Skip to Content

Self-adjusting VFMs like our FLUX VFM are designed to provide the required accuracy without costly maintenance and interruptions over the lifetime of an asset.

Virtual Flow Metering (VFM) is an increasingly attractive method for estimating multiphase flow rates in oil & gas production systems. It is used to compute flow rates from readily available field measurements such as pressure and temperature. Since a VFM is purely software-based, it is easily integrated with other software systems, making the results from the VFM readily available for further production optimization analysis.

In order for a VFM to be a viable option, either as a standalone system or as a digital twin to a physical flow meter, the results from the VFM have to be sufficiently accurate. In most cases, a consistent full-scale error in the range of 5-10% for phase flow rates is required by the industry. The main challenge and key for a successful VFM solution is to keep the same level of accuracy for the lifetime of an asset, adjusting to changes as the field matures. Self-adjusting VFMs like our FLUX VFM are designed to provide the required accuracy without costly maintenance and interruptions over the lifetime of an asset.

One of the main challenges in consistently obtaining accurate phase flow rates using a first-principles transient flow simulator in a VFM, such as our transient FLUX Simulator, is to accurately determine how the inflow boundary condition changes over time, specifically for fluid composition and the fluid driving force (reservoir pressure in a well). A good representation of the inflow boundary enables the multiphase simulator to model the fluid flow through the well or pipeline, giving accurate phase flow rates at the desired measurement point.

Provided there are enough sensor values, sufficiently sensitive to changes in phase flow rates, boundary inflow parameters can be determined at any given point in time. In the FLUX VFM this is done using our FLUX Optimizer, which looks at how pressure and temperature changes across the well. We require a minimum of three pressure and temperature increases/decreases to resolve the three relevant inflow parameters: Gas-Oil-Ratio (GOR), Water-Cut (WC) and fluid driving force. In a well, this would typically be the pressure-drop across the choke and the pressure-drop and temperature-drop from bottom-hole sensor to the upstream choke sensor.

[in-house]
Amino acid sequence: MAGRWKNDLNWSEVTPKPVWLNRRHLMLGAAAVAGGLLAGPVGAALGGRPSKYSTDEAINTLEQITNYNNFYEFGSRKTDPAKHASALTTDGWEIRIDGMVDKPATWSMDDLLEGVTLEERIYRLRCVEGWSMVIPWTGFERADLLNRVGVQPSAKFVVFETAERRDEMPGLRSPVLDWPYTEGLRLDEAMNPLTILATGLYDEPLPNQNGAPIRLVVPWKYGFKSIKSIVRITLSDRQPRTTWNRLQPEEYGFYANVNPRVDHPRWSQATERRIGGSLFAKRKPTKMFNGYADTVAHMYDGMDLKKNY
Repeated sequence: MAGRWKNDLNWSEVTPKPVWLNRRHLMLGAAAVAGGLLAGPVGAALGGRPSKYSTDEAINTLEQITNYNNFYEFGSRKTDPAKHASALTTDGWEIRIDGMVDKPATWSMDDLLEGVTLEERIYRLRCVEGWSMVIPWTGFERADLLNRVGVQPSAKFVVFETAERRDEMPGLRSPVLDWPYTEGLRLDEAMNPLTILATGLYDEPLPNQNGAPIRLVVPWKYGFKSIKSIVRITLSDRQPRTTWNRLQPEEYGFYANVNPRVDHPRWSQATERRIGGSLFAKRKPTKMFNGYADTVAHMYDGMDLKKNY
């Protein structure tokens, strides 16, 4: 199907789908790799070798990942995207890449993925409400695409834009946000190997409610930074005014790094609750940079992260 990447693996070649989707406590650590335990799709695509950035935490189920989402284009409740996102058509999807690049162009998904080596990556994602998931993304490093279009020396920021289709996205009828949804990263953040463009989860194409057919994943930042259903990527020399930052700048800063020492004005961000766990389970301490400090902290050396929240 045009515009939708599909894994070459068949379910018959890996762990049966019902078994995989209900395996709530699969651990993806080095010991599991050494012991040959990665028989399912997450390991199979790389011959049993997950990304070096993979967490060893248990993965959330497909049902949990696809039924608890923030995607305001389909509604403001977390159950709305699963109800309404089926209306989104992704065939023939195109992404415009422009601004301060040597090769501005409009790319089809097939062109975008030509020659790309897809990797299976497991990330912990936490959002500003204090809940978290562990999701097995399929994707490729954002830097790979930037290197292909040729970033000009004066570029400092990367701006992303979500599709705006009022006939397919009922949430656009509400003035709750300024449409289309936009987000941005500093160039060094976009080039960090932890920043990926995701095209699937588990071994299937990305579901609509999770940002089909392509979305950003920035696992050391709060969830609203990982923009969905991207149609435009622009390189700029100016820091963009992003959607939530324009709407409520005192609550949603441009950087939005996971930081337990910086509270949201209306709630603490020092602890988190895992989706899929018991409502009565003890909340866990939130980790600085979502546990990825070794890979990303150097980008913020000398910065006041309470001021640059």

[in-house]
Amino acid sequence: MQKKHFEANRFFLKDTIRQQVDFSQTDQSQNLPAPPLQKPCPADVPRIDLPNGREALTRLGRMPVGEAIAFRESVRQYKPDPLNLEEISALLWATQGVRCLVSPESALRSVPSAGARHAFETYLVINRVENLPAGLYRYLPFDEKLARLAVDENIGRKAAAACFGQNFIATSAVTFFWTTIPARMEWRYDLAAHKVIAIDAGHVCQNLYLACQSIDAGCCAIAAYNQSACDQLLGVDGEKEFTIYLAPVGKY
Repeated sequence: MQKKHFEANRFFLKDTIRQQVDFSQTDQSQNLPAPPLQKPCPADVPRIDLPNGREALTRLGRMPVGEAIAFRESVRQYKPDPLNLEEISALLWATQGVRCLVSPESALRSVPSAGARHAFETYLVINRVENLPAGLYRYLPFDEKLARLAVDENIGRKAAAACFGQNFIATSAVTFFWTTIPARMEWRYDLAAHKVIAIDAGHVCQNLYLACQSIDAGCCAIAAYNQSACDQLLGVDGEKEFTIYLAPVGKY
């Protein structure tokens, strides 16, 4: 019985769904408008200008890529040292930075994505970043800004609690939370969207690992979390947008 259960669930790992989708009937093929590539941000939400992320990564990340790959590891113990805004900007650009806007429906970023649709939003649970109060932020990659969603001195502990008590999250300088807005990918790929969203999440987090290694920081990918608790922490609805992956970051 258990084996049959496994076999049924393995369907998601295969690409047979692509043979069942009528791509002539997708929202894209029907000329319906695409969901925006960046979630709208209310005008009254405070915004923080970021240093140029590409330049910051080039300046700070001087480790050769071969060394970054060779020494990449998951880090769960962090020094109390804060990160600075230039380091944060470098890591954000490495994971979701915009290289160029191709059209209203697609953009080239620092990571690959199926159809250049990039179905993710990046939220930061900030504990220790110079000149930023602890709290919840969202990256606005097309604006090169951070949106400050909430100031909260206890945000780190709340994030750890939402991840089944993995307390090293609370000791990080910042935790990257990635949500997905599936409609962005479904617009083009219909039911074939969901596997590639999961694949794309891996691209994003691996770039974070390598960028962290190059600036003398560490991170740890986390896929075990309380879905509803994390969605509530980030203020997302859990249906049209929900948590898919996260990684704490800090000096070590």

To provide even better accuracy in predicted inflow parameters, we have introduced the use of data analytics in addition to sensor values. We call it FLUX Analytics. Our data-driven model is trained to provide guidance to the FLUX VFM. This means that the result requirements from such a data-driven guidance-model is less severe than for a full data-driven VFM. We have done so because a first-principle VFM may find certain flow features useful, which may however not be interesting to the end-user. Worth to note is that this approach can also be used to create a VFM in case where the number of useful sensors is less than the required number of sensors. With that we are creating sufficient extra information to assure the required accuracy of our FLUX VFM.

FLUX VFM Architecture
FLUX VFM Architecture

Our FLUX VFM has successfully been used on a number of offshore and onshore wells. In the case of an onshore well project, the pressure-drop across the topside choke was insignificant due to the choke being fully open at all times. This meant that the pressure-drop was not sensitive to changes in flow. In addition, due to the small pressure-drop across the choke, the measurement error from the sensors were quite significant. Without any additional information this would have severely impacted the accuracy of the results.

It would have been required to have one of the inflow parameters fixed to get results of acceptable accuracy. However, the data models in our FLUX Analytics were able to capture various flow features such as the total volumetric flow rates based on sensor values. These features were used to guide the FLUX VFM in addition to the remaining sensor values. It meant that all inflow parameters could be derived and no parameters needed to be physically fixed. The overall full-scale error was reduced well within the 5-10% boundaries. An average full-scale error of less than 4% was even obtained for all phase flow-rates over a period of two months for one well, where the well experienced a 15-20% change in both GOR and WC.

Back to top